Building contractors fear for the future impact of skills shortages

Martyn Makinson, managing director of Ionic
Martyn Makinson, managing director of Ionic
Martyn Makinson, managing director of Ionic

New research from construction recruitment specialist Ionic has found that 82% of building contractors in the North West and Midlands believe that skills shortages will have a detrimental effect on their bottom line in 2016.

Particular concerns were expressed by those surveyed over a lack of quantity surveyors, estimators and site based-personnel.

Ionic’s industry perception audit of 100 contractors in Manchester and Tamworth also showed that in 2015, 72.5% of contractors actually did struggle with skills shortages and some 56.5% cited cost inflation for labour / subcontractor rates as a barrier to growth.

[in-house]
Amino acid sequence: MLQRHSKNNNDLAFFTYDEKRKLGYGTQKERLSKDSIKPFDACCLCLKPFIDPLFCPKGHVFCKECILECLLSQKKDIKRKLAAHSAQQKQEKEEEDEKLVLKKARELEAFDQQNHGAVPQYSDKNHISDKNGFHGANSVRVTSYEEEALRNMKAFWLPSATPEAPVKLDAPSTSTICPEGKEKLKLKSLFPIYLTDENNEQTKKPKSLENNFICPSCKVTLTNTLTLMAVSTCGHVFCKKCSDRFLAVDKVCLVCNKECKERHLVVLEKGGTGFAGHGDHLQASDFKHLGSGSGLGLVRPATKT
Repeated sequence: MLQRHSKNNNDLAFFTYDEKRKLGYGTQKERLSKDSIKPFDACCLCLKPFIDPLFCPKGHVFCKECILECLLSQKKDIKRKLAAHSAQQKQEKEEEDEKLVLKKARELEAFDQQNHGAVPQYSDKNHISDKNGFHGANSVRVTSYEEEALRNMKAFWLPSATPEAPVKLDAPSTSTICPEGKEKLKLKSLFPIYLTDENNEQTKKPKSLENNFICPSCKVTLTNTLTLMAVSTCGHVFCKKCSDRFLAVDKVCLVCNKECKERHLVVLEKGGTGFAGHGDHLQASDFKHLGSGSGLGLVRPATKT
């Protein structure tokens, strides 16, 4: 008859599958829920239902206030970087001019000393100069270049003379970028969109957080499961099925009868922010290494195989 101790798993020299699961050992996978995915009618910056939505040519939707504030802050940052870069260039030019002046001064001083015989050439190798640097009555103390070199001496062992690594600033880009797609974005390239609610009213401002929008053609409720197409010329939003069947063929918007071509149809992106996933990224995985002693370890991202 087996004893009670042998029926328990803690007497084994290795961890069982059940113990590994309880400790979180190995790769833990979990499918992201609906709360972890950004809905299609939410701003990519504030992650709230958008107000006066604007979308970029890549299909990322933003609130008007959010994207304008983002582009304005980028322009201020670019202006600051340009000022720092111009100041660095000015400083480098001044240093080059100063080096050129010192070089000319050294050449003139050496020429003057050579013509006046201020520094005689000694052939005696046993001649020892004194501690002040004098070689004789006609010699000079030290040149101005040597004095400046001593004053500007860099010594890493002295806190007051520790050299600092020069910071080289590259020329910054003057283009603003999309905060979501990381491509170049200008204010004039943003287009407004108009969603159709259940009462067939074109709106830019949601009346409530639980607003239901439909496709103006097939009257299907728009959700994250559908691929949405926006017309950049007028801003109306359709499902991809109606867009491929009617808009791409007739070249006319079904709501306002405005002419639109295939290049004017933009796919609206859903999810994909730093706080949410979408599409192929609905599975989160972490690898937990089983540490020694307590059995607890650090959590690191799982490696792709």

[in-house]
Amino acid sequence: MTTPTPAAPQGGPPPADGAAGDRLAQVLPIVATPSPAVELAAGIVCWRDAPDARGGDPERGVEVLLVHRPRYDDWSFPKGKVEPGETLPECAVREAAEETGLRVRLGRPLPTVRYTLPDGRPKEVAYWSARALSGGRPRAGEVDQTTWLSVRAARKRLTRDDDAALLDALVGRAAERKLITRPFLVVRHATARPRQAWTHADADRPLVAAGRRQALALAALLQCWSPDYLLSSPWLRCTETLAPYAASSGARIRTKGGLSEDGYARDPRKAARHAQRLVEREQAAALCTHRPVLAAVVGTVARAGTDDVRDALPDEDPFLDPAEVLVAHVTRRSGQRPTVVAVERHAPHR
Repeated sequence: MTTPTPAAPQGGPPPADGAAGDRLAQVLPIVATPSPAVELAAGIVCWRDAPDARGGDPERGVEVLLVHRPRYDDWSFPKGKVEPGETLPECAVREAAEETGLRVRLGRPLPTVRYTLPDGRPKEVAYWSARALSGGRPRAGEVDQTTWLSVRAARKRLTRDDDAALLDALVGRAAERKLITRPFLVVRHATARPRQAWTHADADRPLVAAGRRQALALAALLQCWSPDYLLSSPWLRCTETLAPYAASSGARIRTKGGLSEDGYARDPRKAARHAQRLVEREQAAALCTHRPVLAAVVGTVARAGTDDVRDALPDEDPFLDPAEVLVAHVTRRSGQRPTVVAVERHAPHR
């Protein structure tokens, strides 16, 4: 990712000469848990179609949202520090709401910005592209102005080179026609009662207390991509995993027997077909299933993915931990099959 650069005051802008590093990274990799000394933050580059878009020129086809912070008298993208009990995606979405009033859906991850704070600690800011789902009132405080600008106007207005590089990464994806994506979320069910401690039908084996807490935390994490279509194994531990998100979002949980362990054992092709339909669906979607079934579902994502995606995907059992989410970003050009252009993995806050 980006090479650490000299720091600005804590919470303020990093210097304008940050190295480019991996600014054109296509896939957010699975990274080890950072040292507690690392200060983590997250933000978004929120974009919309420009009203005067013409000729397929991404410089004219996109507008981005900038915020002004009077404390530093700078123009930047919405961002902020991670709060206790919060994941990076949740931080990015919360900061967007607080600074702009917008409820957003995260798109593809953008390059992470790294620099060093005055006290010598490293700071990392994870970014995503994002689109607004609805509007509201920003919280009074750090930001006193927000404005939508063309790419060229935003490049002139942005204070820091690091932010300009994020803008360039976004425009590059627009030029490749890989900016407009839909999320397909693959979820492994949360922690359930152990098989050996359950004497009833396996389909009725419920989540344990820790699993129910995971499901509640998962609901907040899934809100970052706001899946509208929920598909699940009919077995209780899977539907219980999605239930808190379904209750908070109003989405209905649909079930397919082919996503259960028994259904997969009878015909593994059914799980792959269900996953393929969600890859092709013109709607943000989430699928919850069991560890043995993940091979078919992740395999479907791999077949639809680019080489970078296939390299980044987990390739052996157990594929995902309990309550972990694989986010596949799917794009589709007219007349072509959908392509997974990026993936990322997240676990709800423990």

Martyn Makinson, managing director of Ionic, said: “The New Year will highlight some old anxieties for many regional contractors. The construction industry has introduced a range of initiatives this year to try to combat the chronic skills shortages; however, the scarcity of key personnel continues to hold back the sector.

“The health of the construction industry should be a concern for everyone as its problems resonate. They impact the cost and delivery of projects from the smallest housing development to large scale. The cost pressures are about supply and demand – and the erosion of profit margins for companies which have only just recovered from the recession.”

Ionic also found increased volatility in the workforce as some 58.5% of North West building contractors experienced an increase in staff turnover in the last 12 months.

With regards to vacancies, 60% reported that the roles were newly created, with the remaining 40% being replaced and just over half 52.5% said they’d had to make a counter offer to retain staff in the last 12 months.

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